Joe Diffie's Essential Tracks, From 'Home' to 'Third Rock from the Sun'

Ron Galella, Ltd./Ron Galella Collection via Getty Images.

Joe Diffie attends the 27th Annual Academy of Country Music Awards on May 29, 1992 at Universal Amphitheatre in Universal City, Calif.

Joe Diffie, who died Sunday (March 29) from complications from COVID-19, brought an everyman appeal to every song he did. He charted 17 songs on the top 10 of  Billboard’s Hot Country Songs chart, making him a mainstay on radio throughout the ‘90s and early 2000s during the country explosion.

While he co-wrote some of his material, Diffie also had an uncanny ability to pick songs that matched his neo-traditionalist style perfectly. Additionally, as evident below, he made some of the best, most entertaining videos of the ‘90s.

Though he had way more hits than are captured below, here are a few reminders of how integral he was to country musical’s fabric and his lasting legacy.

“Home” (1990, No. 1 on Hot Country Songs)

Diffie’s first single went straight to No. 1 and established him as a neo-traditionalist to be reckoned with. The mid-tempo ballad, written by Fred Lehner and Andy Spooner, lovingly embraces everything that defined home for him from the “swimming hole,” to “the back porch swing” and the when “mama’s sing ‘Amazing Grace.’” Although his work take him away, he is never far away: “My footsteps carry me away but in my mind I’m always going home.”

"If The Devil Danced (In Empty Pockets)" (1991, No. 1)

Being in debt never sounded so good on this, the third single from Diffie’s debut album, A Thousand Winding Roads. Diffie shows his total affinity for western swing with this ditty, written by Ken Spooner and Kim Williams, about there not being enough money to stretch between paychecks. And as the hilarious video exemplifies, there’s a sucker born every minute when it comes to looking for a deal.

“Is It Cold In Here,” (1991, No. 5)

The first single from Diffie’s second album, Regular Joe, this heartbreaking ballad hit top 5 on Hot Country Songs. Drenched in fiddle and pedal steel, the song, co-written by Diffie, asks “Is it cold in here, or is it just you?” as he watches the love die between him and his wife, with no idea on how to rekindle it. There’s no resolution by song’s end, only resignation.

"Prop Me Up Beside the Jukebox (If I Die)" (1993, No. 3)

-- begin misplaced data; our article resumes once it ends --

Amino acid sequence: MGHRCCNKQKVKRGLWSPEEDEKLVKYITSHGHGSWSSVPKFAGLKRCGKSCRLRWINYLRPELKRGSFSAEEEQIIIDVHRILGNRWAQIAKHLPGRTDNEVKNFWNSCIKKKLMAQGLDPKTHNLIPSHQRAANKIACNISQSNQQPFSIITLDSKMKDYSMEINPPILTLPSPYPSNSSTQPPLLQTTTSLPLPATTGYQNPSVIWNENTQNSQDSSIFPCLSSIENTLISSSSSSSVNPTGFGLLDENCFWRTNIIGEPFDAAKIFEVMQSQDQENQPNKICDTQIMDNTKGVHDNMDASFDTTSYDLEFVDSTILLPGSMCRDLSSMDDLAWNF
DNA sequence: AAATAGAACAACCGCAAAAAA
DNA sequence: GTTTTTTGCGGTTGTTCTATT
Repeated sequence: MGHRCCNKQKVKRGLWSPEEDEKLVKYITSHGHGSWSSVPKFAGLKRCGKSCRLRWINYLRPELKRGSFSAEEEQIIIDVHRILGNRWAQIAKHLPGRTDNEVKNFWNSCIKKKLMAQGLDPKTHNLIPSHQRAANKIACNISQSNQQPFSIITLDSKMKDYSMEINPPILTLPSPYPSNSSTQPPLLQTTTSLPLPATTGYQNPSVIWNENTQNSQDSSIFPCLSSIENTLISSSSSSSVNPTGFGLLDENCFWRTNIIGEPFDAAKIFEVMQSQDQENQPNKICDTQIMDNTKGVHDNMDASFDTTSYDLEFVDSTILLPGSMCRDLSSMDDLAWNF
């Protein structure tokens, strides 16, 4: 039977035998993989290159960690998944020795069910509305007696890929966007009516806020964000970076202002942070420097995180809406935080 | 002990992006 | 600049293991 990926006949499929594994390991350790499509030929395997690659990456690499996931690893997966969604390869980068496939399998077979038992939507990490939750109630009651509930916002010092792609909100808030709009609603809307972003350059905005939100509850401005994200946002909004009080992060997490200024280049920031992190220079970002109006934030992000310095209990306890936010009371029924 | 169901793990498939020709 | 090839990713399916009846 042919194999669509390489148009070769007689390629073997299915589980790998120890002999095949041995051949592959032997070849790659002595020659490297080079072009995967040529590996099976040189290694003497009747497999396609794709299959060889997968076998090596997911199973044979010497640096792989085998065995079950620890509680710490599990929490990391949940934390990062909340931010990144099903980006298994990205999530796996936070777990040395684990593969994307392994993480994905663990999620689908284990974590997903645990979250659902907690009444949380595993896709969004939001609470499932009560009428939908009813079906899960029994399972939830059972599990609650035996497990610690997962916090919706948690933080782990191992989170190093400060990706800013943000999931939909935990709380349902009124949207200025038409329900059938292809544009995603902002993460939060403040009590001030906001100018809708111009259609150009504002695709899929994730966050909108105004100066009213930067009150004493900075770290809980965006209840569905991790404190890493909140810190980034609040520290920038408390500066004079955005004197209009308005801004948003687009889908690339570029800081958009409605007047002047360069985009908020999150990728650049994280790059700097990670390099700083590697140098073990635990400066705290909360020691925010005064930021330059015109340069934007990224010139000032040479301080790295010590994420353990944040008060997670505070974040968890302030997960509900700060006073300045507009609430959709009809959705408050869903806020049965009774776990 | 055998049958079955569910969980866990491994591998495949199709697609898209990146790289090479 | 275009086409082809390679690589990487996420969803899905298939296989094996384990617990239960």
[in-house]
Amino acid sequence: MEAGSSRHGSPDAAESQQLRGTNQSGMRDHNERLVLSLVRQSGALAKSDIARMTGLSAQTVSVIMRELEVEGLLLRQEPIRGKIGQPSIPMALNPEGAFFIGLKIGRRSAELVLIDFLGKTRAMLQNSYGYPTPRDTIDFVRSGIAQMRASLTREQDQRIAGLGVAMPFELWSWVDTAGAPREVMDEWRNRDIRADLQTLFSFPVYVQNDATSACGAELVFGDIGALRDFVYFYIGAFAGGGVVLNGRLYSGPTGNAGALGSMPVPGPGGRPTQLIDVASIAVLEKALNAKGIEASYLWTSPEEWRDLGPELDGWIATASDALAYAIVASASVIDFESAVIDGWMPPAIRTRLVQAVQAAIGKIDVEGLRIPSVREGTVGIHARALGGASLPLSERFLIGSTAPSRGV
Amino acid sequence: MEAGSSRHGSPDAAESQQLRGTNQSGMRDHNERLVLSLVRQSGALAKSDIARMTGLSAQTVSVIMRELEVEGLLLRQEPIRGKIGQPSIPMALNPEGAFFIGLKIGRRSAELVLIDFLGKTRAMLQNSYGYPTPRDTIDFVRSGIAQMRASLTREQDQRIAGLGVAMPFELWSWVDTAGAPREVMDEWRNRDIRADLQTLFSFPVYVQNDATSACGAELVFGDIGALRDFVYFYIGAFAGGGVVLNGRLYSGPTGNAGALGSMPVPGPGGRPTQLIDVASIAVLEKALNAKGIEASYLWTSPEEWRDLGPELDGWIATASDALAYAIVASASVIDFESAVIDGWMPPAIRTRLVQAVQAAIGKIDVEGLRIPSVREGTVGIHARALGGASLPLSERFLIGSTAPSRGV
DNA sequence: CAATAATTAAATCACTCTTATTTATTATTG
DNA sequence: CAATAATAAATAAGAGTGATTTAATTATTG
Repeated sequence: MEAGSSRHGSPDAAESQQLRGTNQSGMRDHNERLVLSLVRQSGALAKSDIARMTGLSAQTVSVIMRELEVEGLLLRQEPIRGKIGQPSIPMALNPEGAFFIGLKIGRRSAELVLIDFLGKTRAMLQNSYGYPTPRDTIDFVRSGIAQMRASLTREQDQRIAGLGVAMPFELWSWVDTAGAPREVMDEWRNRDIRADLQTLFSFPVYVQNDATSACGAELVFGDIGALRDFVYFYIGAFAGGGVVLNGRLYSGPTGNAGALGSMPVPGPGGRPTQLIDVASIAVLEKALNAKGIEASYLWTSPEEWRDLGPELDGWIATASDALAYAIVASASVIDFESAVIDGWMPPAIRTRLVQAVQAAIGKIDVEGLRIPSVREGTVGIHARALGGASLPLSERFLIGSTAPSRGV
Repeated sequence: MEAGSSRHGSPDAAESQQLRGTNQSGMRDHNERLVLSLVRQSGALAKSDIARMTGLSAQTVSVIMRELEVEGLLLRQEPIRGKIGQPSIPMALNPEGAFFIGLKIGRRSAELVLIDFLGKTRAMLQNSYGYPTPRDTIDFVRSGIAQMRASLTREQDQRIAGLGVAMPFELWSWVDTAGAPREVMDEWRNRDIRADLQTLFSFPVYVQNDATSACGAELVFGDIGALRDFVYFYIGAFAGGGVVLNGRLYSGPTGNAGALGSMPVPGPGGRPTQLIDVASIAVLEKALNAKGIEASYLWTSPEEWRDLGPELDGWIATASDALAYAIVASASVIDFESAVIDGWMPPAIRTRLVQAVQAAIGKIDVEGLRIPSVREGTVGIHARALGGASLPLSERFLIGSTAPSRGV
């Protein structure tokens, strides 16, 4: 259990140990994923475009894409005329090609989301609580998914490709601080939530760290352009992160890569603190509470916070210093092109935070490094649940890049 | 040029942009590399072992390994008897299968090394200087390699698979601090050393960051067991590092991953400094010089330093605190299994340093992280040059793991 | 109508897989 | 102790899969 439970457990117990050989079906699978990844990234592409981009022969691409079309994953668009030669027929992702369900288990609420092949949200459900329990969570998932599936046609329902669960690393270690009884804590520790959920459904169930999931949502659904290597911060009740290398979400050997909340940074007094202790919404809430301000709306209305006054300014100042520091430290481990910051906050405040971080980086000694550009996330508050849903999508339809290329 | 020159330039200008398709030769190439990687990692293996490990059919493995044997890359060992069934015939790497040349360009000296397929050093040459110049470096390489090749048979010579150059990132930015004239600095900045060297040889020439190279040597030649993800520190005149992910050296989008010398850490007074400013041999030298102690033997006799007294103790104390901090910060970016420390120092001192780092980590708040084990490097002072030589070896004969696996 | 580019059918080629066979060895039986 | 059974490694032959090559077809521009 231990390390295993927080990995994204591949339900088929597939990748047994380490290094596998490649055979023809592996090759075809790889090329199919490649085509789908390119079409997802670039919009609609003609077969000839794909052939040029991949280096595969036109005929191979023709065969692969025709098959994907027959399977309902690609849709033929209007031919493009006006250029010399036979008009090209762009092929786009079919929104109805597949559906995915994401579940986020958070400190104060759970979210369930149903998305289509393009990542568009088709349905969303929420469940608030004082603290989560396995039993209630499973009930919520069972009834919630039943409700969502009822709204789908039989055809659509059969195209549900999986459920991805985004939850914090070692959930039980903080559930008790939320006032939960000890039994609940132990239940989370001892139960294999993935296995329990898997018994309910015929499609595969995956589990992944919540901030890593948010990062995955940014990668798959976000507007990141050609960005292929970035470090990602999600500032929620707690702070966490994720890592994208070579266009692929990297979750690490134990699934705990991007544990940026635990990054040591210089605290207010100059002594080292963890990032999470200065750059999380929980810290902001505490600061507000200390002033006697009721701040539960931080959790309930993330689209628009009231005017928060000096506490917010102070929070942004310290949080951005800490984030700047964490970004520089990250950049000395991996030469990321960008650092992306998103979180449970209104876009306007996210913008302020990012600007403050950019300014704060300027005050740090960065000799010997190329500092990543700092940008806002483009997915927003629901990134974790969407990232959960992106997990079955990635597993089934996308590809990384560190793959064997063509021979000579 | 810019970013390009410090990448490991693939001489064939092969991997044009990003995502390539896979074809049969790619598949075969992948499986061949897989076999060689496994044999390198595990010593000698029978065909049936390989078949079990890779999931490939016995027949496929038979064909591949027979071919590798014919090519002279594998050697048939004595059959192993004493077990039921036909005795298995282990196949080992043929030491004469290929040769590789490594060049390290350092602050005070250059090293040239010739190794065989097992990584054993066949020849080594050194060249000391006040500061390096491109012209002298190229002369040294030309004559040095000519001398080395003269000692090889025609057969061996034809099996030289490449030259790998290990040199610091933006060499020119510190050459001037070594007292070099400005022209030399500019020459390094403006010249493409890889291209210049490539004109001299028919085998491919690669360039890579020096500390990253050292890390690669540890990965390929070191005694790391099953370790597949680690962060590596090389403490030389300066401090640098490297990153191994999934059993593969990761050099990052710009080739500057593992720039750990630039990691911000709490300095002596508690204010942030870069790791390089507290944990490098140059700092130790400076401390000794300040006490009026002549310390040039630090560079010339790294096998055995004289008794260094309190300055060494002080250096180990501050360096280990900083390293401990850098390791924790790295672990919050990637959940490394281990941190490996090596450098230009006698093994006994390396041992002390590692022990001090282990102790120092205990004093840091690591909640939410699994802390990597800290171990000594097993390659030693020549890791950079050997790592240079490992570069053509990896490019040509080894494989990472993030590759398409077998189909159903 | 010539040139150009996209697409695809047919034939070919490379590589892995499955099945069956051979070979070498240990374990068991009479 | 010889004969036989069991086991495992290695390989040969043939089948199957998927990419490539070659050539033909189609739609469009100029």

When we all go, who wouldn’t want one more last night in our favorite watering hole, propped up by the jukebox? The video for this mid-tempo hit, written by Kerry Kurt Phillips, Howard Perdew and Rick Blaylock, throws off serious Weekend at Bernie’s vibes, while the song’s many killer lines include, “You can pay your respects one quarter at a time.”

"John Deere Green" (1993, No. 5)

Written by songwriting legend Dennis Linde, this mid-tempo charmer and third single from Honky Tonk Attitude, tells of a high school boy, Billy Bob, declaring his everlasting love to girlfriend, Charlene, by spray painting, “Billy Bob Loves Charlene” on their town’s water tower. In the song, the word and the love endure for decades.

“Third Rock from the Sun” (1994, No. 1)

From the first line, “She walks through Smokey's one hip at a time,” it’s clear that life on earth can be complicated and fraught with temptation of all kinds. This upbeat title track from Diffie’s fourth studio album examines our human condition with humor -- thanks to songwriters Sterling Whipple, Tony Martin and John Greenebaum, and Diffie’s perfect delivery.

“Pickup Man" (1994, No. 1)

Diffie’s biggest hit spent four weeks atop the charts and with good reason. This ode -- written by Kerry Kurt Phllips and Howard Perdew, to a man who’s strongest devotion is to his pick-up truck -- was instantly appealing, with its peppy melody matching with Diffie’s affable delivery. Who can argue with the logic of “If it weren’t for trucks, we wouldn’t have tailgates?” No one.

“Bigger Than the Beatles" (1995, No. 1)

Diffie’s last No. 1, released in 1995, was musically country as country could be, but he invokes pop legends The Beatles, The Rolling Stones, Elvis Presley and the Eagles to describe how big he and his sweetheart’s love is for each other. Adorable, “She Loves You”-era "yeah, yeah, yeah”s at the end make the song, written by Jeb Stuart Anderson and Steve Dukes, even more memorable.


The Biz premium subscriber content has moved to

To simplify subscriber access, we have temporarily disabled the password requirement.